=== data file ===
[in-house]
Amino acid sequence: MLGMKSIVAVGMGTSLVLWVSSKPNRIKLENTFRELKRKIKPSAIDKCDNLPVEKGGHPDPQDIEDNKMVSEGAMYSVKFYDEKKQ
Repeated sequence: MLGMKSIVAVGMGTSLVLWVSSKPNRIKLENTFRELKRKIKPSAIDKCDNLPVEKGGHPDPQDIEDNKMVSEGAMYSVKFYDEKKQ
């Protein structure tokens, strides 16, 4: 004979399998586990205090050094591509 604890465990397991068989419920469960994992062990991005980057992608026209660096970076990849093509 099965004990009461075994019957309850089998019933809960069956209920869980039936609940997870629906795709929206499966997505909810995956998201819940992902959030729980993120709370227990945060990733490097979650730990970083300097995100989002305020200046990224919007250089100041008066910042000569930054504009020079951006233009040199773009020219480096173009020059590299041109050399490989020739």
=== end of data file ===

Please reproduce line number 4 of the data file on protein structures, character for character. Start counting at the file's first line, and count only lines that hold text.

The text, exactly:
């Protein structure tokens, strides 16, 4: 004979399998586990205090050094591509 604890465990397991068989419920469960994992062990991005980057992608026209660096970076990849093509 099965004990009461075994019957309850089998019933809960069956209920869980039936609940997870629906795709929206499966997505909810995956998201819940992902959030729980993120709370227990945060990733490097979650730990970083300097995100989002305020200046990224919007250089100041008066910042000569930054504009020079951006233009040199773009020219480096173009020059590299041109050399490989020739």